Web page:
Twelve Navajos line up outside the Aneth Chapter House on the Navajo Reservation, waiting to vote for tribal council posts.

The tribal ballot has a broken arrow printed beside each candidate's name. Navajos mark the ballot by drawing a pencil line between the two arrow halves next to the chosen candidate.Around the corner of the blue concrete block building, eight other Navajos wait to check traditional ballots in the San Juan County elections. By 8:30 a.m., 50 people, or one-thirteenth of the registered voters in this precinct, have voted.

For the first time ever, there are six Indian candidates, all Democrats, running for San Juan County government positions that are perennially held by white Republicans in an area the Indian and non-Indian population is split 50-50.

Andrew Tso, a young Navajo who wears his hair in long braids, is translating the English ballot into Navajo for his mother and father. Tso's picture is also displayed around the corner on a poster advertising him as a candidate for the Navajo Tribal Council.

San Juan County Commissioner Mark Maryboy is the first Navajo to hold a seat on the commission. He is seeking re-election and is also on the ballot for the Tribal Council, which governs Indian affairs on the Navajo Reservation that spills into the southeast corner of Utah.

Non-Indians that are being challenged by Indians for county posts see ethnic backgrounds polarizing the election more than party affiliation. "We are looked at down here as mounting some kind of campaign to keep Indians from power," said County Attorney Craig Halls, who is running for re-election unopposed. "The sex appeal in the story is us denying the Navajos something."

San Juan County Clerk Gail Johnson said the Indian issue has made all of the headlines. She is being challenged by Ruby Nakai, a Cherokee married to a Utah Navajo who disagrees that race is the pre-eminent issue. "That's what this whole thing is about, getting involved with government," Nakai said. "It doesn't have anything to do with race."

Navajos say they receive little attention from their tribal government, which is based in Ship-rock, N.M. The Indians also say they are largely ignored by San Juan County government officials.

"Just because they are uneducated, they are treated differently," Navajo Harry Johnson said to Halls in an emotional meeting Monday. "You treat Indians like animals."

To gain political say, the Navajos mounted a massive voter-registration drive among Indians who live both on and off the reservation. Their efforts were seen at the polls on Tuesday when Navajos turned out in large numbers in the southeastern precincts.

Indian activists charged that Navajo voters were being intimidated, and those charges brought federal and state officials to monitor Tuesday's county elections. At midmorning Tuesday, voting appeared to be without incident, said Lt. Gov. Val Oveson, who observed poll activities at the Montezuma Creek Elementary School about 20 miles from Aneth.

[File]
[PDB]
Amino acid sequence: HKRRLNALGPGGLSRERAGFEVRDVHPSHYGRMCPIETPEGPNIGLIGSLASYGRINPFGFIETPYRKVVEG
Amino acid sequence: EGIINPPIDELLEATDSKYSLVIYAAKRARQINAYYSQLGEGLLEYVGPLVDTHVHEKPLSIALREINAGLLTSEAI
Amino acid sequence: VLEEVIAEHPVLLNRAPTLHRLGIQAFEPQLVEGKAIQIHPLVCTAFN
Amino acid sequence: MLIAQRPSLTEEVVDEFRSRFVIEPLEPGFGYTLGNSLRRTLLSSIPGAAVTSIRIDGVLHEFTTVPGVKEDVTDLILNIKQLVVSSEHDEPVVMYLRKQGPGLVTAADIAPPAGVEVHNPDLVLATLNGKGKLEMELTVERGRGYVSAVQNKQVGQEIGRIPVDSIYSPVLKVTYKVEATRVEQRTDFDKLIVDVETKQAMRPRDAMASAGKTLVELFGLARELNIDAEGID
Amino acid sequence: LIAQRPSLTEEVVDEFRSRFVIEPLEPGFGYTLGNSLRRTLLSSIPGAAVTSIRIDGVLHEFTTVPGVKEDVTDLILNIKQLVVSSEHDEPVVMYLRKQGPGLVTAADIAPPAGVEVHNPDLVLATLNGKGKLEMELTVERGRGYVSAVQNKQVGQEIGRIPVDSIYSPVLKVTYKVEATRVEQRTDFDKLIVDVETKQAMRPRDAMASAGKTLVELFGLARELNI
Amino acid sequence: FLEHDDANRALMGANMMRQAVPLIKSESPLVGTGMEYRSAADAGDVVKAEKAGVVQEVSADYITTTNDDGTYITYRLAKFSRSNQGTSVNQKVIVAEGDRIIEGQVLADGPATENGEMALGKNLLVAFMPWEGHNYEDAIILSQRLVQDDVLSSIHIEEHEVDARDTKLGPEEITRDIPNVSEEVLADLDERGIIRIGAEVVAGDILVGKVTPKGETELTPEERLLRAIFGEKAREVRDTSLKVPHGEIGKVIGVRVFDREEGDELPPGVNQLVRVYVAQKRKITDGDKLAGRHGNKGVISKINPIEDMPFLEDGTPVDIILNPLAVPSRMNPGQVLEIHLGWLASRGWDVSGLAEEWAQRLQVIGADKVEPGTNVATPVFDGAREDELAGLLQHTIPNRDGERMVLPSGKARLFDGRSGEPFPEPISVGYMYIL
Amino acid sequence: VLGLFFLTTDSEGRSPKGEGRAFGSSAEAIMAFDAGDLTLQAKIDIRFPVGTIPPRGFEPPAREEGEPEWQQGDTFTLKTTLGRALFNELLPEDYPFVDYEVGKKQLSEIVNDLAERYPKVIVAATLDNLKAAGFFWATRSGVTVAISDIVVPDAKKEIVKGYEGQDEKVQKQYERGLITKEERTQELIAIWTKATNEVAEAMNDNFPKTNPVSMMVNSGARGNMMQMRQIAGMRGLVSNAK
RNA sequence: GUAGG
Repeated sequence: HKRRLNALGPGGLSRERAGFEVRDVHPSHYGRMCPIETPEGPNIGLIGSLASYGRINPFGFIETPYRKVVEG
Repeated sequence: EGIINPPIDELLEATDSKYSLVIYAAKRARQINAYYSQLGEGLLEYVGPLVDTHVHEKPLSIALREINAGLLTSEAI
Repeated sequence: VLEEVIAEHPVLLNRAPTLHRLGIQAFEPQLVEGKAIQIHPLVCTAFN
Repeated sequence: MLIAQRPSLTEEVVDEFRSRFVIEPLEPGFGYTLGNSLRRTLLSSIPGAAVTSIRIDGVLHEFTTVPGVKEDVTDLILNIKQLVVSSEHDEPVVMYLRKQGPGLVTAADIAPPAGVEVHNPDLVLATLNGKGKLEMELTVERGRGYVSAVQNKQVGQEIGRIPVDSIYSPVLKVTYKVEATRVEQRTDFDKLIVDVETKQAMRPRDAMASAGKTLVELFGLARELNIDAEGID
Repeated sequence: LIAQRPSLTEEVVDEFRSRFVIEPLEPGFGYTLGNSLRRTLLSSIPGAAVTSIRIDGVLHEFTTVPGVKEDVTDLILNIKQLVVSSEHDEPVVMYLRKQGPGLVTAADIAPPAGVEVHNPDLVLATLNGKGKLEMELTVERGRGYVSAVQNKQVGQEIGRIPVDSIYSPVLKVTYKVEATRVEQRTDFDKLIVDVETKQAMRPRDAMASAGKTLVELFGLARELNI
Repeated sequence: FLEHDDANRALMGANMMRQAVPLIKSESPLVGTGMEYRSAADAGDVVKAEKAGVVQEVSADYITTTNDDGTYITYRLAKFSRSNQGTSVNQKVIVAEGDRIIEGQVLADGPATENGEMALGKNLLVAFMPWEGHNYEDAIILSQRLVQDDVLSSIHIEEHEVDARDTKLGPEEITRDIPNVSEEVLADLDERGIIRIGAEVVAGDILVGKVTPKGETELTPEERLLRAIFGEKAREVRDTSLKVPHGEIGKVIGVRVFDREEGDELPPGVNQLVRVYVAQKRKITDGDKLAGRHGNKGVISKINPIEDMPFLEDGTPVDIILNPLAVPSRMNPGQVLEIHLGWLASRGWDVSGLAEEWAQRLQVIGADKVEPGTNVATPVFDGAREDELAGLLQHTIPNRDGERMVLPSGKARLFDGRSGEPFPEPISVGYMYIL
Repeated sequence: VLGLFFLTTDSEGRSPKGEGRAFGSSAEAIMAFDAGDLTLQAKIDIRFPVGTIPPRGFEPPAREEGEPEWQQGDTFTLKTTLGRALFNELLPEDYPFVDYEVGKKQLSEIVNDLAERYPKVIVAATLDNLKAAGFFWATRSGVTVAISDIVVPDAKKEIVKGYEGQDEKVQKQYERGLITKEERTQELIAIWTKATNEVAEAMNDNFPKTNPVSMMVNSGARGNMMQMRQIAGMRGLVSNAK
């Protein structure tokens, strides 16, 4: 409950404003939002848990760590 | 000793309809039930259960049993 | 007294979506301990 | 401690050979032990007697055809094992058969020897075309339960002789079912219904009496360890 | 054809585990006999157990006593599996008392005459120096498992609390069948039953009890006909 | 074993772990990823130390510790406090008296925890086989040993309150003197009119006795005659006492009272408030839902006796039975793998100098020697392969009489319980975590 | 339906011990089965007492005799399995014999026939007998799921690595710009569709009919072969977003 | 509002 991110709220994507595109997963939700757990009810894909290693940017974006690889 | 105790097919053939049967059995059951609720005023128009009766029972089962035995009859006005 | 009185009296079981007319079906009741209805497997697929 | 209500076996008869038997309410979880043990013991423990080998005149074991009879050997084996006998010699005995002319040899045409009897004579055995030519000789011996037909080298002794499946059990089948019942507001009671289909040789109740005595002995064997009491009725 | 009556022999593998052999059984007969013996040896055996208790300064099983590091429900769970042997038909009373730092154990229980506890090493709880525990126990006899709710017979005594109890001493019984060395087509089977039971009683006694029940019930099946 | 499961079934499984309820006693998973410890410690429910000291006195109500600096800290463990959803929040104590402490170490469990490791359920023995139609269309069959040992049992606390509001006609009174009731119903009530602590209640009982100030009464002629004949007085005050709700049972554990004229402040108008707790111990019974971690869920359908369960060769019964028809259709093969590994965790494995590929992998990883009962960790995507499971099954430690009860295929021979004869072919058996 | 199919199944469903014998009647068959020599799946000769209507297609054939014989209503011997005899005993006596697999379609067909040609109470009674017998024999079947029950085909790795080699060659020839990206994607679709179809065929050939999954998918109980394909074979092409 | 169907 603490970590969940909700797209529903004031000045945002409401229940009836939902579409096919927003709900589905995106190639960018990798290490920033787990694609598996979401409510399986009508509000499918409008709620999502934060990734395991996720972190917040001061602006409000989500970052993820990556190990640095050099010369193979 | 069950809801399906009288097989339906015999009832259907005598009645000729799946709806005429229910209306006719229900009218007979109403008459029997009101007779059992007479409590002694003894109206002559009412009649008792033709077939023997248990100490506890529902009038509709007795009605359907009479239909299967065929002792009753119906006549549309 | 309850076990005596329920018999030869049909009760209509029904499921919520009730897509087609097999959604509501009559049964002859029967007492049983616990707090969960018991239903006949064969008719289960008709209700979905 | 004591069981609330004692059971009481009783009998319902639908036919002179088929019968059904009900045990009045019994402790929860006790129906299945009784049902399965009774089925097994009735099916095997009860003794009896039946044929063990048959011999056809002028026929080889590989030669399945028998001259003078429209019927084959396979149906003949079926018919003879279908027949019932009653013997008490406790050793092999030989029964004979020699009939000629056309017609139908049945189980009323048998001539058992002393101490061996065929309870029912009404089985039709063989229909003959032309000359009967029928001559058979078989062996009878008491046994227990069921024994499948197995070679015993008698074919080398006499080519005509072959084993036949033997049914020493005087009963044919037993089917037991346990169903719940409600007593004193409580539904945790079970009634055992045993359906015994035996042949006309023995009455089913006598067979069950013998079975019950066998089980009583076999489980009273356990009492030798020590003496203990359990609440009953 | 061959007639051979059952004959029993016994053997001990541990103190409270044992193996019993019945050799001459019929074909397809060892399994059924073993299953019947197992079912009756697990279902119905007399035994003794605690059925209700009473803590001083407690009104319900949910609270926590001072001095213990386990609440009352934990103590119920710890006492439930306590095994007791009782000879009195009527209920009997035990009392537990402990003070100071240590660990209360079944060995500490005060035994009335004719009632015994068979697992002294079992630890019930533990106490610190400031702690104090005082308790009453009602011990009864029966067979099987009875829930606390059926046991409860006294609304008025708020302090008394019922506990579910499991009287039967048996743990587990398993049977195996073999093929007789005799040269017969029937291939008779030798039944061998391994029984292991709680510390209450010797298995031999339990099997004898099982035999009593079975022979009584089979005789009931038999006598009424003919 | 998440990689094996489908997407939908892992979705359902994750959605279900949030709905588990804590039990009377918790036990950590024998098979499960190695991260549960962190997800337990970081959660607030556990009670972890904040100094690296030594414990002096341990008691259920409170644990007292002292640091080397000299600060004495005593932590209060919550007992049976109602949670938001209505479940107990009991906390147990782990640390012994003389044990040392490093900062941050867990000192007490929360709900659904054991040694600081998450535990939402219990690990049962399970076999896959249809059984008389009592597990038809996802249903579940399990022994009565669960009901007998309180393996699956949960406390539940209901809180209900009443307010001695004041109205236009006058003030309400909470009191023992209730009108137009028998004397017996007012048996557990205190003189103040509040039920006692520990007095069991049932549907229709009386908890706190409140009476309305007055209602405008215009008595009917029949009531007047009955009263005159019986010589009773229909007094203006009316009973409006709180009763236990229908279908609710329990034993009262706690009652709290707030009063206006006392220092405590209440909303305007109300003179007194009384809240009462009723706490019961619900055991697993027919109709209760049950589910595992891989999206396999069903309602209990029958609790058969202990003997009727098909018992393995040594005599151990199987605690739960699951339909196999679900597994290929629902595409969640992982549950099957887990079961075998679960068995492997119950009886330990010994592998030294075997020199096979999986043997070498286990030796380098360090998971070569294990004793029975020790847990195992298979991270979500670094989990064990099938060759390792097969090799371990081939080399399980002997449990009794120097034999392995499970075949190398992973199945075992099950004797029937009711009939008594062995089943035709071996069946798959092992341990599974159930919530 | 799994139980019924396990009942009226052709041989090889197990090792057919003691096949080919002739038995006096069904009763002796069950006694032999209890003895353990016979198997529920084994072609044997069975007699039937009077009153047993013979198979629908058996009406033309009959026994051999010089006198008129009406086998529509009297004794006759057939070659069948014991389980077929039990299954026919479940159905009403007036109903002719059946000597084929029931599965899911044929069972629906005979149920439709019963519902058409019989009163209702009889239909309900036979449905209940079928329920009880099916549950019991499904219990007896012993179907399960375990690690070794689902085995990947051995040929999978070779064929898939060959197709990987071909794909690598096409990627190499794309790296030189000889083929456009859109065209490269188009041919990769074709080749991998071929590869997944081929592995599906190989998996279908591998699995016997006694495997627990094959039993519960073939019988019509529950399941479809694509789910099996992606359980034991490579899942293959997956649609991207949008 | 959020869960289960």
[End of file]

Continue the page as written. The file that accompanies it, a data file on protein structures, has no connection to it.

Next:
At the school at 8:15 a.m., six voters were casting ballots while five monitors from the U.S. Justice Department, three state officials, three election judges and three Navajo interpreters and two reporters watched.

"This place is swarming with people monitoring the monitors," said a Justice Department official, who refused to give his name.

In the first 45 minutes the polls were open at Bluff Community Center, 27 residents had voted. Among the 13 Navajo voters was Freddie Yazzie, 30. Yazzie was mistakenly registered in the Red Mesa District. His registration was challenged by election judges, but when he said he lived in Bluff and promised not to vote twice, he was given a ballot.

Oveson said the system appeared to be taking care of duplicate voter registrations. "Duplicate registrations are not a problem. Duplicate voting is a problem."

Despite the concerns of Indian activists, Oveson said problems hadn't materialized. "This whole process, with as many outsiders that are here, is intimidating. I'm not aware of any overt intimidation."

Earlier, Navajos complained that a plan to tape record interpreters infringed on voters' civil rights and was a ploy to keep Navajos out of county government. Oveson said tape recording was canceled due to the complaints. It wouldn't have infringed on voters' rights but would have satisfied Justice Department concerns that interpreters were translating the ballot correctly. "This is outrageous," said Navajo Ben Nakai, when he heard about the planned recording. "This is communistic, or a dictatorship or whatever you want to call it. This is America. All we want is to be included, to be counted."


(Additional information)

212 sent to guard minority voting rights

The Office of Personnel Management sent 212 observers to safeguard minority voting rights in seven counties during Tuesday's national elections, the Justice Department said.

Eighty-two observers are in Navajo and Apache counties, Arizona. McKinley County, N.M., and San Juan County, Utah, also are within the Navajo Reservation. McKinley County will get 21 observers and San Juan County 25.

The other counties and their observers are Sandoval County, N.M., with 24 observers; Chester County, S.C., 24; and Edgecombe County, N.C., 36.